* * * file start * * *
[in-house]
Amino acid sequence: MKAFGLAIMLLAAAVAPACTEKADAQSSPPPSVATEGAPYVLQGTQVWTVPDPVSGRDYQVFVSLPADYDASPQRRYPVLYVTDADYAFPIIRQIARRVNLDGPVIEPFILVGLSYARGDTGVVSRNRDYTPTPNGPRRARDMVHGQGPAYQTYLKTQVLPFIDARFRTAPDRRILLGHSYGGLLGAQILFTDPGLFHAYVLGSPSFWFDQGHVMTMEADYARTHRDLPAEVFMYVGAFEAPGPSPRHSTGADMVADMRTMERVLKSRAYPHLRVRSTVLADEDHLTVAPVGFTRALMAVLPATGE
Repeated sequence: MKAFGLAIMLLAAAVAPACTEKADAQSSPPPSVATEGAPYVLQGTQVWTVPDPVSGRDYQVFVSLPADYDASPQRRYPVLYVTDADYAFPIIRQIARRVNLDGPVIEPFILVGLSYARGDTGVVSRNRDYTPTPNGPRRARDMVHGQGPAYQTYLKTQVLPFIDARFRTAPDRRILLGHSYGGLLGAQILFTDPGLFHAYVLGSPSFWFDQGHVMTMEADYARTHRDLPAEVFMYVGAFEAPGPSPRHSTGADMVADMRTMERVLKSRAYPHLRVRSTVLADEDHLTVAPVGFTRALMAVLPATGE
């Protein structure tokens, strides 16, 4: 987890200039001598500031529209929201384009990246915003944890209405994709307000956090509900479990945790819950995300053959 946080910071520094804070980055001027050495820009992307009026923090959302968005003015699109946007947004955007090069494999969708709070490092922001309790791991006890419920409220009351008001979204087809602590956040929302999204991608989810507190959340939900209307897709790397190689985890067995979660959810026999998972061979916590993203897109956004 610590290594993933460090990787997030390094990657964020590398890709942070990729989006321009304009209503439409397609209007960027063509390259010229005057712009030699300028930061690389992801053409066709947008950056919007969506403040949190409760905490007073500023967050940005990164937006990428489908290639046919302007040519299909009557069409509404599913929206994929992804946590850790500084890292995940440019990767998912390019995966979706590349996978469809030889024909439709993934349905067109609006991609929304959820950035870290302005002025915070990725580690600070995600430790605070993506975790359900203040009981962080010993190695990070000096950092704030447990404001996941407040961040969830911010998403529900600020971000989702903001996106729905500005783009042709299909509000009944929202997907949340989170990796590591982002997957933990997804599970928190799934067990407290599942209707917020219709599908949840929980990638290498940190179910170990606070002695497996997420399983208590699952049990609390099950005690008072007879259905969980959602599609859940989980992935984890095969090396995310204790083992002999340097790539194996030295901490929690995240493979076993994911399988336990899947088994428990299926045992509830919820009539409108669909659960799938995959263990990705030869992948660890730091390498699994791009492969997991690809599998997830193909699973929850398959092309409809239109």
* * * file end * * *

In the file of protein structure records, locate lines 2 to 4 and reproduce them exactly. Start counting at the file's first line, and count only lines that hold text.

Amino acid sequence: MKAFGLAIMLLAAAVAPACTEKADAQSSPPPSVATEGAPYVLQGTQVWTVPDPVSGRDYQVFVSLPADYDASPQRRYPVLYVTDADYAFPIIRQIARRVNLDGPVIEPFILVGLSYARGDTGVVSRNRDYTPTPNGPRRARDMVHGQGPAYQTYLKTQVLPFIDARFRTAPDRRILLGHSYGGLLGAQILFTDPGLFHAYVLGSPSFWFDQGHVMTMEADYARTHRDLPAEVFMYVGAFEAPGPSPRHSTGADMVADMRTMERVLKSRAYPHLRVRSTVLADEDHLTVAPVGFTRALMAVLPATGE
Repeated sequence: MKAFGLAIMLLAAAVAPACTEKADAQSSPPPSVATEGAPYVLQGTQVWTVPDPVSGRDYQVFVSLPADYDASPQRRYPVLYVTDADYAFPIIRQIARRVNLDGPVIEPFILVGLSYARGDTGVVSRNRDYTPTPNGPRRARDMVHGQGPAYQTYLKTQVLPFIDARFRTAPDRRILLGHSYGGLLGAQILFTDPGLFHAYVLGSPSFWFDQGHVMTMEADYARTHRDLPAEVFMYVGAFEAPGPSPRHSTGADMVADMRTMERVLKSRAYPHLRVRSTVLADEDHLTVAPVGFTRALMAVLPATGE
């Protein structure tokens, strides 16, 4: 987890200039001598500031529209929201384009990246915003944890209405994709307000956090509900479990945790819950995300053959 946080910071520094804070980055001027050495820009992307009026923090959302968005003015699109946007947004955007090069494999969708709070490092922001309790791991006890419920409220009351008001979204087809602590956040929302999204991608989810507190959340939900209307897709790397190689985890067995979660959810026999998972061979916590993203897109956004 610590290594993933460090990787997030390094990657964020590398890709942070990729989006321009304009209503439409397609209007960027063509390259010229005057712009030699300028930061690389992801053409066709947008950056919007969506403040949190409760905490007073500023967050940005990164937006990428489908290639046919302007040519299909009557069409509404599913929206994929992804946590850790500084890292995940440019990767998912390019995966979706590349996978469809030889024909439709993934349905067109609006991609929304959820950035870290302005002025915070990725580690600070995600430790605070993506975790359900203040009981962080010993190695990070000096950092704030447990404001996941407040961040969830911010998403529900600020971000989702903001996106729905500005783009042709299909509000009944929202997907949340989170990796590591982002997957933990997804599970928190799934067990407290599942209707917020219709599908949840929980990638290498940190179910170990606070002695497996997420399983208590699952049990609390099950005690008072007879259905969980959602599609859940989980992935984890095969090396995310204790083992002999340097790539194996030295901490929690995240493979076993994911399988336990899947088994428990299926045992509830919820009539409108669909659960799938995959263990990705030869992948660890730091390498699994791009492969997991690809599998997830193909699973929850398959092309409809239109």